By Stefan J. Bos
Montenegro's Prime Minister Dusko Markovic and Bishop Amfilohije, who leads the Serbian Orthodox Church in the Balkan nation, met in a state villa in the capital Podgorica at a difficult time.
The Serbian Church in Montenegro fears a government-backed religious law will allow the state to take over its properties, including monasteries, churches, and other assets. The government has denied it plans to do so.
Thousands of people have attended church-led protests. They have been held throughout Montenegro since the legislation was adopted late last year.
Protestor Juvan Bulatovic called the legislation ill-favored. He said the law "seeks a state take-over of 1,000-years of history and 800-year-old churches as well as religion."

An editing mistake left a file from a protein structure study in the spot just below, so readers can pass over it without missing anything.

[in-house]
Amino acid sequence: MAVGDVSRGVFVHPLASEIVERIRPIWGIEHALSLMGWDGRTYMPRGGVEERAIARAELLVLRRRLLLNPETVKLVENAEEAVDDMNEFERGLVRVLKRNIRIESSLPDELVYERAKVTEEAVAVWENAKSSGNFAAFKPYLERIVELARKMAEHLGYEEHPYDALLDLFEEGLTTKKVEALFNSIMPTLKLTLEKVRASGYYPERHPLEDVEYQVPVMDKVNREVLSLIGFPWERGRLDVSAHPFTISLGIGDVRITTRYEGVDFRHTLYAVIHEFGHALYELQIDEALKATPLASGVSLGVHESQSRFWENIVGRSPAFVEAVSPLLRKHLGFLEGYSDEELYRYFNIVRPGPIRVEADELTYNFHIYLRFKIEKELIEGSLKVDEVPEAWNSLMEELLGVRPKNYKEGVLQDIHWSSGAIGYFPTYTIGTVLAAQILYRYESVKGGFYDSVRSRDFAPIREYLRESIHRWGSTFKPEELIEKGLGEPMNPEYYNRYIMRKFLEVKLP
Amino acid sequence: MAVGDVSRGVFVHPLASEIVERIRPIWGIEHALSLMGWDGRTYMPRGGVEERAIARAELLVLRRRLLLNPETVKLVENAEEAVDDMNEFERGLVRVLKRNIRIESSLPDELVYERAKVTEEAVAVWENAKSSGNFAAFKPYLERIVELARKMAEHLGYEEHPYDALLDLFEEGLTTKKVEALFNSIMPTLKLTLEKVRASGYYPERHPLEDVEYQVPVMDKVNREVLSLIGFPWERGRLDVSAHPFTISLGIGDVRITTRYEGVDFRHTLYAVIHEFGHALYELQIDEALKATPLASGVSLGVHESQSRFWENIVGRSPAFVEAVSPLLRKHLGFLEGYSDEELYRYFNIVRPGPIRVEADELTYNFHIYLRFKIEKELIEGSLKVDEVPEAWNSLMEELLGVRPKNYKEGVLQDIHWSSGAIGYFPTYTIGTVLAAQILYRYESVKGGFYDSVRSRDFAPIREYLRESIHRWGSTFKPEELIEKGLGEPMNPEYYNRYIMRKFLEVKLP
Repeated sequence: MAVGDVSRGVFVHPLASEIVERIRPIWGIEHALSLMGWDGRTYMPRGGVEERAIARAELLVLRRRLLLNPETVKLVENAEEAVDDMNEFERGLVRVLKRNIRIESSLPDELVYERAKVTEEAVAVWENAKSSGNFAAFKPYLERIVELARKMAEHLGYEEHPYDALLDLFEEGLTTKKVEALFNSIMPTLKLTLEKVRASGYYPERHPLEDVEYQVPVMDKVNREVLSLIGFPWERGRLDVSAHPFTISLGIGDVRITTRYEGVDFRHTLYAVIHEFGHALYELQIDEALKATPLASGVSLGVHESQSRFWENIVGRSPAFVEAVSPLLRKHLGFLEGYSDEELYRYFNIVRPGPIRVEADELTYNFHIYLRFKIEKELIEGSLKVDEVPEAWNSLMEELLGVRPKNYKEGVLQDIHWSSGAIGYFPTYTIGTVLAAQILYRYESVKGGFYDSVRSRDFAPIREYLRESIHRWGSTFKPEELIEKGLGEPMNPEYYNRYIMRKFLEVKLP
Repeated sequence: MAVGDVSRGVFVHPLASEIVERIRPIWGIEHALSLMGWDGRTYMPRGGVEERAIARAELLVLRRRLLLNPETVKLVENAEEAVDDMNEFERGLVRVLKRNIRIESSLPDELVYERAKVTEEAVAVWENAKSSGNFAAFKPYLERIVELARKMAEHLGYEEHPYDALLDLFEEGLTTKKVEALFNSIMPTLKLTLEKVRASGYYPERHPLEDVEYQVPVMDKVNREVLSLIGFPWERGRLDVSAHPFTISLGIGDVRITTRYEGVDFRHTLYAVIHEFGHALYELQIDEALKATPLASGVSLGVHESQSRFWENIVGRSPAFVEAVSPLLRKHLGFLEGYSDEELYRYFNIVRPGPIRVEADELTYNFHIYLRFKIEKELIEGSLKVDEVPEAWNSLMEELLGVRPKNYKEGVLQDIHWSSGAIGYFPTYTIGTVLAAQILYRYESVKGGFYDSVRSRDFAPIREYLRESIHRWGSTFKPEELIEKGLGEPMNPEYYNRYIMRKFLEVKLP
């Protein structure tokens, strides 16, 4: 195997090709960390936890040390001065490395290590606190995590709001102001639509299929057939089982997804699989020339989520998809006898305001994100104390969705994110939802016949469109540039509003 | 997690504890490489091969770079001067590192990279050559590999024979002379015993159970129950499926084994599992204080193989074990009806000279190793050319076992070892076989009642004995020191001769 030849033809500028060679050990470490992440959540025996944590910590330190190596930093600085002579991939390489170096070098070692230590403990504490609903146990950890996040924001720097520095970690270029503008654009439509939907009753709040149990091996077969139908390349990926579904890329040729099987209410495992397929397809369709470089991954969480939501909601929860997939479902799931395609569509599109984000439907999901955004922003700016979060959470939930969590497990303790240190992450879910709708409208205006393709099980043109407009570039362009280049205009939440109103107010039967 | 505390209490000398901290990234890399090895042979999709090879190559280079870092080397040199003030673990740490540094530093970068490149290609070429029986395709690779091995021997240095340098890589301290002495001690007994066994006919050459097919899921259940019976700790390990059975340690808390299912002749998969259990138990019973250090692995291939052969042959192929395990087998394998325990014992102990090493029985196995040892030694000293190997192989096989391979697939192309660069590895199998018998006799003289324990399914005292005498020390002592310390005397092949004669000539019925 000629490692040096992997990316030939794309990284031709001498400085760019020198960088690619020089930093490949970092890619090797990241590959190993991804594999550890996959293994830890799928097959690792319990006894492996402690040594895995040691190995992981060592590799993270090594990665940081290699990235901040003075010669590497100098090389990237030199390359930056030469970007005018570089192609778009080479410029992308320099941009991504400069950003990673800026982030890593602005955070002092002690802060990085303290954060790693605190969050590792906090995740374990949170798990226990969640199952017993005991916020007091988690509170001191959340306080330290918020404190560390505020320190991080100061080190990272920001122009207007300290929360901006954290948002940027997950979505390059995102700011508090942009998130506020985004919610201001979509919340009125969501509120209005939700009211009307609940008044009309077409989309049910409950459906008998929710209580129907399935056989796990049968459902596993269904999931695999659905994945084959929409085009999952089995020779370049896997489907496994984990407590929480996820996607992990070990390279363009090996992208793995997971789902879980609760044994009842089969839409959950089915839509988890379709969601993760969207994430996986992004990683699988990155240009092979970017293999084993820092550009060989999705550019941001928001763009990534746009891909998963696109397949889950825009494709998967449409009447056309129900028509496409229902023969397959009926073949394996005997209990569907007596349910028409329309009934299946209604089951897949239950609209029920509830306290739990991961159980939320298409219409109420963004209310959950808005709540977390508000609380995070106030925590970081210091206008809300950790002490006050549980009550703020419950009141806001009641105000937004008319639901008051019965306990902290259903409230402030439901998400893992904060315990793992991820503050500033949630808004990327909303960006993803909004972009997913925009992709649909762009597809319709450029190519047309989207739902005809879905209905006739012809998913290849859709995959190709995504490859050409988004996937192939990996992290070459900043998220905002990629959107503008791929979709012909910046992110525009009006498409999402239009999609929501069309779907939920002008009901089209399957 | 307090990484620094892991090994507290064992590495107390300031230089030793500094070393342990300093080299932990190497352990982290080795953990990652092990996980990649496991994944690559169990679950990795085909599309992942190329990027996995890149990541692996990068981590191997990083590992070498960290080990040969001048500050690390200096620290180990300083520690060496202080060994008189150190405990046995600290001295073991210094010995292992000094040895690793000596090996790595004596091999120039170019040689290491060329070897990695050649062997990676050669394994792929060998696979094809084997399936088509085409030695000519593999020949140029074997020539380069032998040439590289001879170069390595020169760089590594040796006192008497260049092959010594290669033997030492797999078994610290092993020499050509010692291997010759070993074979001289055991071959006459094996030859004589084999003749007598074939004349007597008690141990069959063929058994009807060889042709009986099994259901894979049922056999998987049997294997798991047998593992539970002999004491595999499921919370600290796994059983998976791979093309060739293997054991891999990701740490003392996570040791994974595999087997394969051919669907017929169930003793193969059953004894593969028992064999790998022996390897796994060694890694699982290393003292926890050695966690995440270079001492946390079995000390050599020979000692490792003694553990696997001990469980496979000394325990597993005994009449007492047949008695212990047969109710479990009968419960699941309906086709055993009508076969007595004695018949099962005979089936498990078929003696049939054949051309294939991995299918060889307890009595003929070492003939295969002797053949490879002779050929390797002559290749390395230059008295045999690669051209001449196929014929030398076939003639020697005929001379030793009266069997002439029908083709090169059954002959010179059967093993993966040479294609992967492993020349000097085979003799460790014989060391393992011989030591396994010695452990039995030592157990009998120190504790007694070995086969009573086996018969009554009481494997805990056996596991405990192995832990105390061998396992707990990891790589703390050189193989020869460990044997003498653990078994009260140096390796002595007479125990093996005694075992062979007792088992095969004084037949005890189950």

He claimed the state wanted to seize and privatize everything in Montenegro. But he pledged that the people "will not accept this and will protect their faith, church, and religion."
The protests underscored a broader debate about religion in the small country.
The standoff even led to physical fighting in Parliament. Other Orthodox Christian churches recognize the Serbian Orthodox Church in Montenegro. But the self-proclaimed Montenegrin Orthodox Church hasn't been accepted by several denominations.
About 30 percent of Montenegro's 620,000 people declare themselves as Serbs. Montenegro split from much larger Serbia in 2006. In Serbia, angry crowds also rallied against Montenegro's religious legislation.
Montenegro joined the western NATO military in 2017 despite objections from Russia, which is wielding influence in the region. Montenegro also seeks entry into the prosperous European Union.